EDITORIAL: Take strong measures

The government should leave no stone unturned to take action against those who create artificial shortages of essential goods

The widespread fear of the coronavirus has led consumers to panic buying, and unscrupulous business people have taken undue advantage of the mass psyche, creating an artificial shortage of essential goods in the market. Even the developed countries, where essential daily commodities used to be readily available at the department stores and groceries in normal times, are facing an acute shortage of goods, including toilet paper, face masks and food items, due to panic buying. Although governments all over the world, including Nepal, have assured their people not to worry about the smooth supply of such goods, people seem to be alarmed by the growing incidents of deaths caused by COVID-19 that first emerged in China last December and has taken more than 150 countries and territories into its grip. The people are in a buying spree as all governments have told them to stay home, avoid unnecessary travel and keep the minimum distance with each other to avoid the possibility of contracting the virus.

he possibility of contracting the virus. The Nepali people are no exception when it comes to hoarding goods, largely because of the government’s weak monitoring of the market. Nepal is especially facing an artificial shortage of food, liquefied petroleum gas (LPG), face masks, life-saving medicines, edible oil and even iodised salt in anticipation of a prolonged shortage of these goods should the spread of the virus continue unabated. Fear psychosis is the main reason why the consumers are stocking more food and other essential items than they actually need. Dishonest business people are minting money from black marketing of these essential goods, taking advantage of the precarious situation.

In its bid to crack down on the black marketing, the government raided three warehouses in the capital last week and seized around 1.2 million surgical face masks, including the largest ever quantity of 8.40 lakh face masks from one belonging to RD Suppliers at Satungal. All the suppliers were found selling a face mask for more than Rs 30 although its market price is just Rs 5. Police said the seized face masks would be sold to the public at Rs 5 through public health bodies. In what could be a very harsh measure, the government has even warned that it would mobilise the army if LPG dealers did not stop creating an artificial shortage of cooking gas. Nepal Oil Corporation has clearly said there is enough supply of LPG, and more LPG bullets are on their way to the country from India. In the meantime, Nepal Electricity Authority has also asked the consumers to make maximum use of electric stoves, or induction cookers, to avoid the shortage of cooking gas as per unit of electricity has now become cheaper. At the same time, consumers should believe in the government agencies in times of crisis and stop panic buying, which only instills unnecessary anxiety among the consumers. The business community, which is seeking an economic relief package from the government for its survival as a result of the unforeseen circumstance, should also cooperate with the government in dealing with the crisis facing the world. The government should leave no stone unturned to take strong action against those who create artificial shortages of essential goods.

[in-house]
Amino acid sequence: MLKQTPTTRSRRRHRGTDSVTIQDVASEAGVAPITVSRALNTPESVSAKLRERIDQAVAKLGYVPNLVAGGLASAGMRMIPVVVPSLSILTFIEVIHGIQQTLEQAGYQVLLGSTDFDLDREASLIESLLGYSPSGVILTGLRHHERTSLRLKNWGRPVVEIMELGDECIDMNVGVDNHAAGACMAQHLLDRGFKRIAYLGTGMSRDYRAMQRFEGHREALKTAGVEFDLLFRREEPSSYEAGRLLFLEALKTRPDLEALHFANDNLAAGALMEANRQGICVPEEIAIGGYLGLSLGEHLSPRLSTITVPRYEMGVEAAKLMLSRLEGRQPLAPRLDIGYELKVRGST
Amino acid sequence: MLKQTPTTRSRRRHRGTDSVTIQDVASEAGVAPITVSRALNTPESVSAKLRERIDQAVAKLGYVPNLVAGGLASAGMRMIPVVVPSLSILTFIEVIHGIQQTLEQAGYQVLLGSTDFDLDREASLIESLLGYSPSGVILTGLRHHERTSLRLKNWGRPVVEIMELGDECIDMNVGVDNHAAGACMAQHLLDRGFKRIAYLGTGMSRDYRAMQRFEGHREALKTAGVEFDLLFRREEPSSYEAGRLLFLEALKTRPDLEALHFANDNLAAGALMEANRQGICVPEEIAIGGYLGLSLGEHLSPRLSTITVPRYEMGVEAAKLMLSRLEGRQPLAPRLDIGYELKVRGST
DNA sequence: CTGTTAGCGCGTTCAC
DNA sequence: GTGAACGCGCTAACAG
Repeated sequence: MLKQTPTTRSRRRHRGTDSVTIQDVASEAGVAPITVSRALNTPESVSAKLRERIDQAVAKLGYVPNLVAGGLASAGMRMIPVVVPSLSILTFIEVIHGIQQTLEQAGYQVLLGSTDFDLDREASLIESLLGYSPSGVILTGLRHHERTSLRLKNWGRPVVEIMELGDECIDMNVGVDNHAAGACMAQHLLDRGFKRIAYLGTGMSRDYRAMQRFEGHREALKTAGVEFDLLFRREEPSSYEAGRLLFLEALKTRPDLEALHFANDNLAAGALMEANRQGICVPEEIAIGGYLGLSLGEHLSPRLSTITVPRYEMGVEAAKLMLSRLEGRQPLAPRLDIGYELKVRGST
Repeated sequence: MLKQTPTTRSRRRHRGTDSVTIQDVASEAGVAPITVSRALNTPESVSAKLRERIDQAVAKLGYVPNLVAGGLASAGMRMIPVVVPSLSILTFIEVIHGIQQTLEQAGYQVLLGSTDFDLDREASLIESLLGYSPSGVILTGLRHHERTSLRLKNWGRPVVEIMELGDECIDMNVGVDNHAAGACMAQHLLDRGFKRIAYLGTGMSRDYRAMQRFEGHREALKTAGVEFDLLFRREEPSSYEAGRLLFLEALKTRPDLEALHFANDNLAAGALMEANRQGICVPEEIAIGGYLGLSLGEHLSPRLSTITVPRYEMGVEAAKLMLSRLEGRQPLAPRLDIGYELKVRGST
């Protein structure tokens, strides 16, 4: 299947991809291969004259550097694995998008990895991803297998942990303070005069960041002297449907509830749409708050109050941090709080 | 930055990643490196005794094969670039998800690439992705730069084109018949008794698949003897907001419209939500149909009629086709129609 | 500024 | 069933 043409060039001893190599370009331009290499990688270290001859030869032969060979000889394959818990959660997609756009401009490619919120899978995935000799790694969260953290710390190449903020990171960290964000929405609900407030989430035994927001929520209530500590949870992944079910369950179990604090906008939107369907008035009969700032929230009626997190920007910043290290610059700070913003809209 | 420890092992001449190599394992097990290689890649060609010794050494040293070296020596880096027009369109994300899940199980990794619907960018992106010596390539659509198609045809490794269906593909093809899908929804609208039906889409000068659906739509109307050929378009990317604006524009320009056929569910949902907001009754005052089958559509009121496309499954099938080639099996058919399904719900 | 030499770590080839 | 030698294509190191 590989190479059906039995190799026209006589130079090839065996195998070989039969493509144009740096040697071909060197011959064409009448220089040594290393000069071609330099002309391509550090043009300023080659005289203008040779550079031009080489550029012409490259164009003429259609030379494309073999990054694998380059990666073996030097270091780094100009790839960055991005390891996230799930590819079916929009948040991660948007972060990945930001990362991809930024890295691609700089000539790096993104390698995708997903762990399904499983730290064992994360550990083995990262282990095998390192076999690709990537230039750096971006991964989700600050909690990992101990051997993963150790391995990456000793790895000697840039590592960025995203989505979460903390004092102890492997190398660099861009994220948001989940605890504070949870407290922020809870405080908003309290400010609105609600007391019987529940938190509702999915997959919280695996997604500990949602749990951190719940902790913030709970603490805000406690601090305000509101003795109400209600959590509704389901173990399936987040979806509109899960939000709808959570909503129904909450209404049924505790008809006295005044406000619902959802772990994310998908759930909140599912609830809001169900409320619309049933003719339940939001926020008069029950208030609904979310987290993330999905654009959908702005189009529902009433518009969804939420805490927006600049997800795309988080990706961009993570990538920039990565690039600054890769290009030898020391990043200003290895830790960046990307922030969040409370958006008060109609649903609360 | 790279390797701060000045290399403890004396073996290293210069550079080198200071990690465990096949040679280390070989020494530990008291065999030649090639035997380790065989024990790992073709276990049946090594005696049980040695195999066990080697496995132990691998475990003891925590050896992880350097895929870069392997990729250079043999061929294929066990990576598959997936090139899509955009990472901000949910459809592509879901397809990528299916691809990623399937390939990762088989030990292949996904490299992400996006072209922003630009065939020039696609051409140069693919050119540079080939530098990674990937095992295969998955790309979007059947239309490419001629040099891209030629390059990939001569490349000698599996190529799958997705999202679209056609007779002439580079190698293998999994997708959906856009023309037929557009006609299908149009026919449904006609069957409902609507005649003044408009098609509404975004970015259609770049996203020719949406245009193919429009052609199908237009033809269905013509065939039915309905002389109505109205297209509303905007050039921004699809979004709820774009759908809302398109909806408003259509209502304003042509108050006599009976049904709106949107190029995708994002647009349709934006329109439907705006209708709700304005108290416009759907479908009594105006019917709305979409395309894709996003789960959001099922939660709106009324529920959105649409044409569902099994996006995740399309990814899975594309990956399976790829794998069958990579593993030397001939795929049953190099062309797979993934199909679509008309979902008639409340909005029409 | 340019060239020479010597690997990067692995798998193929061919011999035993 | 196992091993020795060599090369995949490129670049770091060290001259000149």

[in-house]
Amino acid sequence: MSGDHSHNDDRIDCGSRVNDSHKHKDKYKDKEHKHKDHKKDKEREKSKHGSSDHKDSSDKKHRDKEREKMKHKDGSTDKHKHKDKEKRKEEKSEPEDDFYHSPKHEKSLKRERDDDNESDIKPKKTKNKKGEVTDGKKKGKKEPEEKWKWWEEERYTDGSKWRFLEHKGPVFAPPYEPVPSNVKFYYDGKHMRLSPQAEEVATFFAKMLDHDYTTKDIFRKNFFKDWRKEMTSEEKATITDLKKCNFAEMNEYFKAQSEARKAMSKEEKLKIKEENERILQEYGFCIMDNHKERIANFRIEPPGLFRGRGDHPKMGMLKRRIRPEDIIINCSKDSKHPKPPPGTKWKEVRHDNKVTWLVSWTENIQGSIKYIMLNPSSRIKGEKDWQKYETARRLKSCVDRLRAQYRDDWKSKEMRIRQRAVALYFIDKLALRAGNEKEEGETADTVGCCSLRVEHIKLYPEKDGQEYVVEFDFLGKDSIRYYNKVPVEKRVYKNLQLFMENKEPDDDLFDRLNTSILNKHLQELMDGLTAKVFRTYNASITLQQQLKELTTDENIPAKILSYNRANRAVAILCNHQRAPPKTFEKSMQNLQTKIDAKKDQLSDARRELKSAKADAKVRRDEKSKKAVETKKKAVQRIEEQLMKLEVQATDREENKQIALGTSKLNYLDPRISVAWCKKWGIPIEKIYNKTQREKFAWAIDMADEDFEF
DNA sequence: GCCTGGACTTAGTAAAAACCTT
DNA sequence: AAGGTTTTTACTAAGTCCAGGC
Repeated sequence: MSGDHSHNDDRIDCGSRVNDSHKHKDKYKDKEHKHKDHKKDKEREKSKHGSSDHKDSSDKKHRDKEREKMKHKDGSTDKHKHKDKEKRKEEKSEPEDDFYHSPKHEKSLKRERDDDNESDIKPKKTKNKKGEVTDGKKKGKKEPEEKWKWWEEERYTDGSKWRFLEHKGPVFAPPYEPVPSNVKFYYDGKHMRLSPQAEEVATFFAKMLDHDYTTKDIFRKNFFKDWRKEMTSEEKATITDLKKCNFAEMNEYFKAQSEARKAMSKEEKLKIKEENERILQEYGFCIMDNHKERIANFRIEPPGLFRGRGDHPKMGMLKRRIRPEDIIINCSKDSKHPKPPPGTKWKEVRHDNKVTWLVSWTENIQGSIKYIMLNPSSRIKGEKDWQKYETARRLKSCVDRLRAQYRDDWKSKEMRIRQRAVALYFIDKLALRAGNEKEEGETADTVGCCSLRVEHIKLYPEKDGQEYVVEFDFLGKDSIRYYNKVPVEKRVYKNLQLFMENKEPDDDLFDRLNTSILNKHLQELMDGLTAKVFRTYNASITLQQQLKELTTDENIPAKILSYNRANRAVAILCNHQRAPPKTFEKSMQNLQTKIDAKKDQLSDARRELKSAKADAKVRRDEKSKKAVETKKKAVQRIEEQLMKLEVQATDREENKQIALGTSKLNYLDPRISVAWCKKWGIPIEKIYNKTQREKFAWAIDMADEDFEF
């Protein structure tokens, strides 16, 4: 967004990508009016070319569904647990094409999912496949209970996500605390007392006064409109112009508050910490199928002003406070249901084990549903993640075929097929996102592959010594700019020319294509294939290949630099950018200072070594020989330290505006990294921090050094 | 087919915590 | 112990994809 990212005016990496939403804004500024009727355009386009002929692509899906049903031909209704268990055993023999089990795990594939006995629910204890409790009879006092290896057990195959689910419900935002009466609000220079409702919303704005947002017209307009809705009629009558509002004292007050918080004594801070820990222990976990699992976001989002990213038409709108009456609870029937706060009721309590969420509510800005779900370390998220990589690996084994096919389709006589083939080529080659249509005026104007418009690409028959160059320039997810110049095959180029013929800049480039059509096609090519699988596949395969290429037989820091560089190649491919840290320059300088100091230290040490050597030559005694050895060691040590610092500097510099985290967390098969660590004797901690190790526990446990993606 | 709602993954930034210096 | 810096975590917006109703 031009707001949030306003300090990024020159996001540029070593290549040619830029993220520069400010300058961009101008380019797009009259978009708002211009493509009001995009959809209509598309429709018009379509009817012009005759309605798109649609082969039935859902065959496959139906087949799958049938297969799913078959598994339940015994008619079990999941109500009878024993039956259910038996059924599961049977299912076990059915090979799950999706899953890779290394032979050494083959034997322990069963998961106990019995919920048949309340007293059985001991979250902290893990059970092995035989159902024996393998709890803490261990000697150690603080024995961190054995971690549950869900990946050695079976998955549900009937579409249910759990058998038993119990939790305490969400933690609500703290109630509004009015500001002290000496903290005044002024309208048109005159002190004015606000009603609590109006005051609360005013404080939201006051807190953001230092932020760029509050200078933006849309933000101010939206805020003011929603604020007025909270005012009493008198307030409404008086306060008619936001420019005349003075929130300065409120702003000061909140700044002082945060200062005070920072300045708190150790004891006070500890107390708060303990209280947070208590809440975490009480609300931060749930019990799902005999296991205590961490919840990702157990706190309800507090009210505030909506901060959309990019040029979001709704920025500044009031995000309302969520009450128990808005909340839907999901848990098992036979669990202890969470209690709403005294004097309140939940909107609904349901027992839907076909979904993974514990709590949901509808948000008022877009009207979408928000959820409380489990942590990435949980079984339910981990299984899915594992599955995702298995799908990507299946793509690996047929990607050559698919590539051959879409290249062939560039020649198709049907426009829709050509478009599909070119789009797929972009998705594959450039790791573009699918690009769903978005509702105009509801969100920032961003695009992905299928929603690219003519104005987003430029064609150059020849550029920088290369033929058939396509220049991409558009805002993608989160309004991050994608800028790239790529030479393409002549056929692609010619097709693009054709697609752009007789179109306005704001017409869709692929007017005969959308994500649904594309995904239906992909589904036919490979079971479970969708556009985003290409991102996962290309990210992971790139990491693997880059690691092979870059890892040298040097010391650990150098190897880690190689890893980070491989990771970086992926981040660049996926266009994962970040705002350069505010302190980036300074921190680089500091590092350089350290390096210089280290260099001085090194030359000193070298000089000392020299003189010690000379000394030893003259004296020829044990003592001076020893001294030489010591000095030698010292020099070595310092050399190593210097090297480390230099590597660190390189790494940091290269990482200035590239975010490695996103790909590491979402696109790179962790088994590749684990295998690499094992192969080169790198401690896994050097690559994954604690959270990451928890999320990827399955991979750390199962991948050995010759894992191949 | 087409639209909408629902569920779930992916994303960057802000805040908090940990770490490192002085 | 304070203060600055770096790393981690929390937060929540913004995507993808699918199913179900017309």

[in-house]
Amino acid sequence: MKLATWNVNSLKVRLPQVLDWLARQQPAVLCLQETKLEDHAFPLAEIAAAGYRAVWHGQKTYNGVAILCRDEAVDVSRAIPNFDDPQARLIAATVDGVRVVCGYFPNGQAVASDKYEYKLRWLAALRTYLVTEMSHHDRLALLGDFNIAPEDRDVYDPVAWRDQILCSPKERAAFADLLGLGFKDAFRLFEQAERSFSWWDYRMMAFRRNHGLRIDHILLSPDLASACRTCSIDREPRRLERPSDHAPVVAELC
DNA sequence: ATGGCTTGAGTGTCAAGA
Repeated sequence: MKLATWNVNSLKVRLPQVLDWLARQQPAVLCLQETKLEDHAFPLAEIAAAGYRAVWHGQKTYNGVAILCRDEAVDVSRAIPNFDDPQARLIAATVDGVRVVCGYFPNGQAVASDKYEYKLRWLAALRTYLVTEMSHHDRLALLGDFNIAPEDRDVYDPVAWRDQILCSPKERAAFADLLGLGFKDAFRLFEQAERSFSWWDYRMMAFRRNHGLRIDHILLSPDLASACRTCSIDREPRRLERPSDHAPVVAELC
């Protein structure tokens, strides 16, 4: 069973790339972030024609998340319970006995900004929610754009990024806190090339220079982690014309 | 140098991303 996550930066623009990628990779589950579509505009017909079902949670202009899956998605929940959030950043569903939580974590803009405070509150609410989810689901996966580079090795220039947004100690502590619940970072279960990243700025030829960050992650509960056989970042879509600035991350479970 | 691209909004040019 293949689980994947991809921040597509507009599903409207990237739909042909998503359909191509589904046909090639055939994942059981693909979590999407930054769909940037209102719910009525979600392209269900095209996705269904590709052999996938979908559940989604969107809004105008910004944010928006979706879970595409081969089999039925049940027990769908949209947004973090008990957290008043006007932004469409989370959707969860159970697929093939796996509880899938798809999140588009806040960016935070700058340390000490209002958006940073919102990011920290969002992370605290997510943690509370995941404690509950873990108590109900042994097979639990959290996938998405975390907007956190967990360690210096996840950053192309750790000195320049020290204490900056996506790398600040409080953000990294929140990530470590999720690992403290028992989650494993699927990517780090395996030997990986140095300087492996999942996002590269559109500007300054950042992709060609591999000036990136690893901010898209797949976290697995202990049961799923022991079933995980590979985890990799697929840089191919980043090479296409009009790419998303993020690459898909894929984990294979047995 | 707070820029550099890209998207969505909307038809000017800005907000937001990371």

Vultures are back

It’s good to learn that different species of vultures are making a comeback in Dailekh in mid-west Nepal. Their depleting population in the mid-hills and mountains of Nepal in the recent decades had been a cause for worry for environmentalists. The decline in the number of vultures poses ecological threats, as it brings with it a sudden collapse of the highly-efficient natural disposal system. In their absence, carcasses rot in the fields, leading to outbreaks of diseases and contaminated water. It also allows other scavenging species, such as stray dogs and crows, to multiply, but unlike the vulture, they are known to serve as carriers of pathogens from the carcasses.

The use of diclofenac, an anti-inflammatory drug to treat cattle, has shown to be fatal to vultures as consuming the carcass of such animals leads to kidney damage and other health complications, ultimately leading to death. Consequently, diclofenac has been banned for veterinary use in Nepal since August 2006. A replacement drug, meloxicam, has been introduced, which is not harmful for vultures. The reappearance of the vultures in Dailekh could very well be a result of the ban on diclofenac in Nepal.